Dade County itself grew from 1.25 million in 1970 to nearly 2 million today, with Latinos increasing from 23% to 43% of the population.
The 82-page survey includes shopping, product usage, travel and ownership patterns,
continued on page 3
Puerto Ricans Leave Coors Pact
I
The National Puerto Rican Coalition has pulled out of the much publicized $325 | million agreement signed by the Adolph Coors Company and a coalition of five other |i national Hispanic organizations.
Coalition President Louis Nunez told His-; panic Link that while a majority of coalition I members supported the agreement, a “significant and articulate” group opposed it.
. The board of directors, meeting in New York April 29, decided it would be divisive and counterproductive to remain in the pact, he said.
Nuhez informed the Golden, Colo.-based brewery of the coalition’s decision in a | letter to Division President Peter H. Coors May 3. The coalition is composed of 46 | member organizations nationwide.
!----------------------------------------------
Critics of the coalition’s participation in the pact, among them the Institute for Puerto Rican Policy in New York, pointed to an ongoing union boycott of Coors beer and at provisions in the agreement that had the Hispanic organizations “flak-catching” for the brewery.
In return for millions directed at the general Hispanic community through advertising, employment and philanthropic activities, the Hispanic organizations agreed to “take positive and visible action to help eliminate misconceptions of Coors within the Hispanic community.”
The pact was signed Oct. 29,1984, by the coalition, National Council of La Raza, National Image, United States Hispanic Chamber of Commerce, American Gl Forum and Cuban National Planning Council.
Bilingual Hiring Ordered
One of the largest school districts in California has, for the first time, been ordered to fulfill all of the requirements of the state’s bilingual education laws and regulations following an out of court settlement of a suit reached this month.
Parents of children in the Oakland Unified School District and the school district signed a three-year agreement May 3 that calls for an increase of certified bilingual education teachers, curriculum and materials.
Victor Ochoa, a lawyer with the Legal Aid Society of Alameda County who handled the parents suit, called the settlement, “a landmark case that will have an impact throughout the state and, possibly, the nation.”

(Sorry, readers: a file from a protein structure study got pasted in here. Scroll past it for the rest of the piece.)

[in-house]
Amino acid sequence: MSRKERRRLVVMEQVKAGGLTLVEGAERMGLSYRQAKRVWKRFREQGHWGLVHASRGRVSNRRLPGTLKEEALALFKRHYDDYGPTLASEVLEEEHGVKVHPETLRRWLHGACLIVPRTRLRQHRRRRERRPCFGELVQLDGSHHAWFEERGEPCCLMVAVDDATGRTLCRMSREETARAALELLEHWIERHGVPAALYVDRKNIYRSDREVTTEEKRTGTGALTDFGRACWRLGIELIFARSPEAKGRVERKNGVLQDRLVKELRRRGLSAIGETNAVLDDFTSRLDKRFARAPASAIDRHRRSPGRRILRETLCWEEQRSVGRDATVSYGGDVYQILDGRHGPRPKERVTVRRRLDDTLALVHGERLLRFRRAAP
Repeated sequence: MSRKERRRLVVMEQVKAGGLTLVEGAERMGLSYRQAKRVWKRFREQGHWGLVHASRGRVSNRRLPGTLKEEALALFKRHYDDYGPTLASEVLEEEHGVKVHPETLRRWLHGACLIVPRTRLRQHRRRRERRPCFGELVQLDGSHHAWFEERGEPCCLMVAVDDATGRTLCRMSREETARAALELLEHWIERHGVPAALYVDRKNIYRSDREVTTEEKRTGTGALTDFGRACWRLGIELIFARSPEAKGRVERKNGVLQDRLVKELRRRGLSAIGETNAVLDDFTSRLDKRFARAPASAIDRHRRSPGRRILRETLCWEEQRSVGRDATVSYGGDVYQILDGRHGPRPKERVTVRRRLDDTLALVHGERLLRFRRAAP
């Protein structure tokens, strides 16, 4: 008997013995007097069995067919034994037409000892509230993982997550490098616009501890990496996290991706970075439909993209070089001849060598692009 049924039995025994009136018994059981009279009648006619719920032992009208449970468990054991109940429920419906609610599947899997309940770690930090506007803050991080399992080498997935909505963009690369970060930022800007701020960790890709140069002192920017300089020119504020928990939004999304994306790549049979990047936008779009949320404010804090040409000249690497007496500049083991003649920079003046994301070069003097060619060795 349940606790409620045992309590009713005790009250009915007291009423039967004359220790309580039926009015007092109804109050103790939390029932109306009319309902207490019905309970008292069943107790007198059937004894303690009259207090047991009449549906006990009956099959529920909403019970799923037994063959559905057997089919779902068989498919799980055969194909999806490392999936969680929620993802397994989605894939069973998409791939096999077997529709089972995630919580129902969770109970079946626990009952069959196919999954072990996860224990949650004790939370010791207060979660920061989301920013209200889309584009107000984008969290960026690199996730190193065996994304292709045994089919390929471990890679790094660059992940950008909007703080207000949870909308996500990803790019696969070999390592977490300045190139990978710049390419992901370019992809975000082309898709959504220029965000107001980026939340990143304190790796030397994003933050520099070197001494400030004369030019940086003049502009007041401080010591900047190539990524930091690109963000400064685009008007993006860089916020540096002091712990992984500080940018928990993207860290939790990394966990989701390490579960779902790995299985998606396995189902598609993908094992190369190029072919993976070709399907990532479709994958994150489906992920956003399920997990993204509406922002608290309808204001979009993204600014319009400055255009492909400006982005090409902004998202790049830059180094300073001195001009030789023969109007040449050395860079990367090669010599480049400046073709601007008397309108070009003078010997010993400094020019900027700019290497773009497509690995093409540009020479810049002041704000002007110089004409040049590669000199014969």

Ochoa said the consent decree requires the school district to hire an additional 93 bilingual teachers (there are currently 76) to instruct the estimated 9,000 LEP elementary students-3,700 of whom are Hispanic.


Sin pelos en la lengua
LIFE’S LITTLE EMBARRASSMENTS: “Gracias," read the NBC ad in giant type (in the Hispanic media conference program) “for placing the accent on opportunity.” &Gra-SEE-us?
And there was the persuasive op/ed piece opposing the English-only constitutional amendment bylined by ex-LULAC lider Arnold Torres in such papers as the Denver Post (March 26) and Houston Chronicle (April 8) - only to surface under new LULAC lider Joe Trevifio’s byline in USA Today April 10.
TELL IT TO THE I. N.S.: “And how did you happen to come to the United States?”
“ I was just sai ling by when a German U-boat sank me off the coast of New Jersey... so I swam to Atlantic City.”
If any other Cuban told that story, he’d be shipped straight back to Mariel. But Joseph Rodriguez - confirmed by the Senate as New Jersey’s first Hispanic federal judge this month (Weekly Report, May 13) - says thaf s exactly what happened to his father.
In May of 1918, Mario Rodriguez was aboard the Cuban passenger ship Carolina when it was torpedoed by a German sub off the Jersey coast After two days adrift in a lifeboat, he swam ashore at the coastal resort and later settled in Camden, where he and his Puerto Rican bride, Carmen, raised four sons- one of them Joseph- and a daughter.
TOMBSTONE DIPLOMACY: California “Culture Clash” comedian Rick Salinas says that when President Reagan was in Europe this month, he visited a French cemetary on Cinco de Maya (If you didn’t laugh, ask a Mexican friend to explain it to you.)
- Kay B&rbaro
Chicago Hiring Praised Six Latinos Win Business Awards
The Mayor’s Advisory Commission on Latino Affairs in Chicago has praised the city - and Mayor Harold Washington in particular - for increased hiring of Latinos in the past 23 months.
From May 1983 to March 1985, 233 or 10.1% of the new hires by the city’s 46 departments and agencies were Latino, the commission said in a study released April 27.
However, the commission criticized the City Council, which had 13 Latinos among 246 new hires - a rate of 5.2%. Latinos, who comprise 17% of Chicago’s population, make up 4% of the city’s workforce.
N.Y. Race Relations Poll
New York City Hispanics responding to a recent poll on race relations were more likely than black and white respondents to socialize with a friend of another race.
The New York Times/WCBS-TV poll, released May 14, showed 67% of the Hispanics saying they had spent a social evening with a friend of another race in recent months. For whites the figure was 54%, for blacks 63%.
The poll, which showed that racial tensions persist in the city, indicated Hispanics were less isolated at home and at work than whites or blacks. The poll was based on phone interviews in English and Spanish of 1,557 New Yorkers, 14% of whom were Hispanic.